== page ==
This week, HPE announced that its next-generation outer space server is launching upon a Northrop Grumman rocket. Dubbed the HPE Spaceborne Computer-2 system, we did not have any great photos of the new system, so instead, I went back in the STH archives and found some older photos of the original Spaceborne (1) system that HPE showed me at HPE Discover 2019.
The Original HPE Spaceborne Supercomputer
We did not run the story back in 2019 because of two factors: the SD card in the main camera was corrupt so we lost the stills before I got back to the hotel room in Las Vegas and could make a backup copy. Second, I recorded a video and just behind me, a gentleman started playing a music set on his guitar which was picked up (clearly) by both microphones. So instead, I grabbed a few stills from the video since I realized this is not shown off often.
First off, one can see the big cable array coming out of the system. These may look like standard North American 120V prongs at the end of some fancy cables. Indeed, that is what they are, albeit in fancier cables than we typically see on standard servers. Something that I thought was interesting here was that one has to remember that in a launch there are high forces at play, but it is also expensive to launch each kg of payload (the first HPE Spaceborne computer launched atop a SpaceX platform.) That must make for an interesting launch cable packaging so that these connectors are not vibrating and hitting other equipment.
This is the front of the unit. Apologies for how dark it was. This was before I traveled with lights. HPE told me that the unit had to be designed to fit within the racks found on the International Space Station which was a particular challenge. Not only did the servers need to withstand the launch process, but once onboard, they needed to function within the existing infrastructure.
One can also see what may be some of the most expensive network cables to ship to their destination data center.
Something our keen readers will notice is that the systems on top and bottom are Supermicro 1U servers. This project was conceived at SGI prior to it becoming part of HPE. SGI used many Supermicro servers. My sense is that there was part of this that was lead/ development/ qualification time dependent. My other sense is that given this was an experiment, had they failed, HPE could have simply said that the servers were made by someone else. The switching one may assume was HPE’s but is clearly not present. I do not think it has been disclosed publicly, and I was told HPE was not allowed to show off the switches which is why they are removed. I can report that nobody explicitly said that a Mellanox switch was used so it is still a detail shrouded in secrecy.
On the rear of the unit, you can see a large heat exchanger. I was told that power for the unit is “inexpensive” since it is solar so one needs to simply fit within a power budget. Space is a cold place so engineers can utilize the ISS’s heat exchangers to keep equipment cool. In a normal data center, you may feel airflow from a cool aisle to the hot aisle. Here the hot aisle is effectively the heat being dumped into a heat exchanger that uses the relatively cold outer space environment to keep the system cool. A bad design is to vent ISS air to the back of the server and into the vacuum of space.
Overall, the solution was in space for 615 days. The impact of the first Spaceborne mission is that it proved that commercial off-the-shelf servers can be used in space. This is important since it drastically lowers the cost of procuring hardware to be used in space. It also shortens development cycles which means more modern and faster processing can be used in space than traditional hardened silicon.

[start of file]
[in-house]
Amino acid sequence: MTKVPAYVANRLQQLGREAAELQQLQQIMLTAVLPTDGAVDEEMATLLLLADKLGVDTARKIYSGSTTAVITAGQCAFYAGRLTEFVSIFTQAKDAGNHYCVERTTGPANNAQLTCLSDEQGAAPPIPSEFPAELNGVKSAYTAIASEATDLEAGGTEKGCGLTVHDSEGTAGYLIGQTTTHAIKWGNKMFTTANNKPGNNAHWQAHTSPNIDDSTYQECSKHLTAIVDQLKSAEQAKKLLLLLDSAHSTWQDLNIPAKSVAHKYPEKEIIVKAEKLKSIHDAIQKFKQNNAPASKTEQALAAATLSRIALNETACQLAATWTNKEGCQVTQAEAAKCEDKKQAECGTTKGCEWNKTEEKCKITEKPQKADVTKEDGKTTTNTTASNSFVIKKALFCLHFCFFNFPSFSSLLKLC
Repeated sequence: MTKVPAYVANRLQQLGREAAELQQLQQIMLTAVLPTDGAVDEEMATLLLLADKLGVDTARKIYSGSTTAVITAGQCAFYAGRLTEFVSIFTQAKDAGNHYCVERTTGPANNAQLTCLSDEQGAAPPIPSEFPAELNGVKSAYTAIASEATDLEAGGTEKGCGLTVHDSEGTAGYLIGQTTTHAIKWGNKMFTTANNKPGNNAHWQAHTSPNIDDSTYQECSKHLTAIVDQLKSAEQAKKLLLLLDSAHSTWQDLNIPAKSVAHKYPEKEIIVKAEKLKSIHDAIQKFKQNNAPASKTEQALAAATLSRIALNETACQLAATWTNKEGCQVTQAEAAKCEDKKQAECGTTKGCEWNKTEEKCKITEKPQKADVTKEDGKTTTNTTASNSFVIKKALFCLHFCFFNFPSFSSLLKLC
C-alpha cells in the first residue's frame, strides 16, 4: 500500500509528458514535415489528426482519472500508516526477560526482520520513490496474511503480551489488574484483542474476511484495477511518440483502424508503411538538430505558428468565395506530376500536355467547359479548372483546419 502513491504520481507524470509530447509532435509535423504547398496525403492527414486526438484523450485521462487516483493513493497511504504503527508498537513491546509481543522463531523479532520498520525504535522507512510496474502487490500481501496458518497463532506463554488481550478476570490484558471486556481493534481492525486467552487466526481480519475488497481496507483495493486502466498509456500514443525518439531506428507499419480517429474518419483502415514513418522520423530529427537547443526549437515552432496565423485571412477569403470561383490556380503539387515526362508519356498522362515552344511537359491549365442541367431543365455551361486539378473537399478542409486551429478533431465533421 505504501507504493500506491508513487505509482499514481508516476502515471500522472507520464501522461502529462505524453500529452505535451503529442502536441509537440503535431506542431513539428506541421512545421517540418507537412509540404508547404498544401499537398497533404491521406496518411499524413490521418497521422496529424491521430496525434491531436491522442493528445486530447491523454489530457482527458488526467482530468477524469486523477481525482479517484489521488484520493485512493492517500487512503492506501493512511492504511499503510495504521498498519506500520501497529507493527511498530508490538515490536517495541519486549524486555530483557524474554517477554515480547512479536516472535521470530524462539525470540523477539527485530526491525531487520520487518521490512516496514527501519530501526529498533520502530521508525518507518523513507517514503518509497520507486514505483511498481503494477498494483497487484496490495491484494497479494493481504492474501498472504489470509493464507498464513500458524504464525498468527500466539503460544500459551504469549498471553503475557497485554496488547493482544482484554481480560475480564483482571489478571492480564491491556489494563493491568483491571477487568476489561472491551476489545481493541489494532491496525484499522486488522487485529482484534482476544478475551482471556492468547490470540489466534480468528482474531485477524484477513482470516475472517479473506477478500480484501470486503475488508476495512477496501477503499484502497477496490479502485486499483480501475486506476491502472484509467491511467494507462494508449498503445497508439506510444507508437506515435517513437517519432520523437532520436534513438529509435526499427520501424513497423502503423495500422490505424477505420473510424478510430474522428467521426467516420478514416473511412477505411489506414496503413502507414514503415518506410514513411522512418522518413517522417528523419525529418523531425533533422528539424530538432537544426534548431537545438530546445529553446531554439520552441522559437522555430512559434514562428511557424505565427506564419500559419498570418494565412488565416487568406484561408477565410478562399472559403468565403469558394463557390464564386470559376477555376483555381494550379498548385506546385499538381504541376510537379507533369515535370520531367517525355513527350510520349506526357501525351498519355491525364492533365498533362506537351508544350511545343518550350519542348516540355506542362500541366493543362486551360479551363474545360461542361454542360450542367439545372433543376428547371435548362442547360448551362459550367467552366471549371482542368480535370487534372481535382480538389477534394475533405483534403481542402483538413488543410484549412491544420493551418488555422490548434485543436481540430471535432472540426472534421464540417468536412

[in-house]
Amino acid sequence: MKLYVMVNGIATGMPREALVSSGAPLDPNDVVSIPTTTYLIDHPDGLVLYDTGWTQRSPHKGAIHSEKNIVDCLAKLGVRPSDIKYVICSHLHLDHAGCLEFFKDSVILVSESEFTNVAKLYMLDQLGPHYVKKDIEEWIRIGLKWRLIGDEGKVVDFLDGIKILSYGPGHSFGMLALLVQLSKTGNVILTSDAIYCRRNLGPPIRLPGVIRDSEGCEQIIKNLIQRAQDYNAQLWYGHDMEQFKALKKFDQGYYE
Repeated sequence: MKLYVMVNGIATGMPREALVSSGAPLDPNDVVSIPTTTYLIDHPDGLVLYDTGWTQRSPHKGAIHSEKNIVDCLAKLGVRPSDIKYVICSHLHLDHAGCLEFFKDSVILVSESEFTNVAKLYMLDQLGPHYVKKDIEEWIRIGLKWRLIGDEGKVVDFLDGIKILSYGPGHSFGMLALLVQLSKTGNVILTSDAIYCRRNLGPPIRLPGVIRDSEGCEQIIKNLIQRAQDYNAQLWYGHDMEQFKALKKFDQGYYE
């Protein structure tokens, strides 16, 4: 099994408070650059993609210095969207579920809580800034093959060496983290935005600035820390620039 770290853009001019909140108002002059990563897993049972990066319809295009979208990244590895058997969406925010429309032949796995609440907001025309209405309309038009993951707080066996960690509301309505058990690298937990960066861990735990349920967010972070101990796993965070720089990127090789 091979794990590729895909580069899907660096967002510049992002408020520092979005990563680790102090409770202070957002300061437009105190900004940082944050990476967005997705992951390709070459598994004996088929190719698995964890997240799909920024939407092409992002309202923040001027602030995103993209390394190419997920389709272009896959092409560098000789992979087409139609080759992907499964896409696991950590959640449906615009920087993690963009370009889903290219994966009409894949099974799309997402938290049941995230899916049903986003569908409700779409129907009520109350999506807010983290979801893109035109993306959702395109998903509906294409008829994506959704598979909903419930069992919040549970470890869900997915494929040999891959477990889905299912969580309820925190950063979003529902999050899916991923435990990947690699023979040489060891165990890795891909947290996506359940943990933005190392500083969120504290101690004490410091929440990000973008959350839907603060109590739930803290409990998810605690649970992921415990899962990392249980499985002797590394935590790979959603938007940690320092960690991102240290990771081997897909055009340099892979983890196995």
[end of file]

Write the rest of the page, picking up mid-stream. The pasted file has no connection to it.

The major challenges were in terms of NAND and DRAM reliability in space, but on the computation side, the goal was to create software solutions to check for errors due to cosmic radiation and use software to fix what had been traditionally a challenge solved with custom hardware.
Those learnings bring us to HPE Spaceborne Computer-2.
HPE Spaceborne Computer-2
HPE is launching its second effort dubbed “Spaceborne Computer-2” to the ISS as an update to the first platform. There are certainly some changes such as the 120V power being swapped for native power (I believe this is 28V DC) without the AC conversion.
HPE also said that it will be using GPUs and its EdgeLine 4000 systems. The EdgeLine 4000 takes cartridges, somewhat akin to what we saw with Moonshot (apologies, I had to get that reference in) but also has room for PCIe expansion presumably used for the GPUs.
One of the interesting features is that HPE is teaming up with its close partner Microsoft to allow for Azure services to be connected. One can get burst capacity by sending workloads to the Azure cloud.
We are in a window where a number of missions to Mars are reaching their destination which has around an 11-minute communication latency. While the ISS is still close enough to Earth to get regular communication, and Microsoft Azure cloud access, increasing computing capacity in space is a big deal. More processing power and AI acceleration mean that those building what will need to be autonomous systems due to communications latencies can use more modern hardware than traditional hardened processors. For some sense of what can happen in only a fraction of the 11-minute communications delay to Mars, here is a video animation of what NASA hopes will happen on 18 February 2021 when its Perseverance rover is set to attempt landing on the planet.
That video and contemplating what can go wrong and how AI could be used one day to autonomously guide the process is a fairly stark example of why the HPE Spaceborne project is an important one beyond being a great PR vehicle.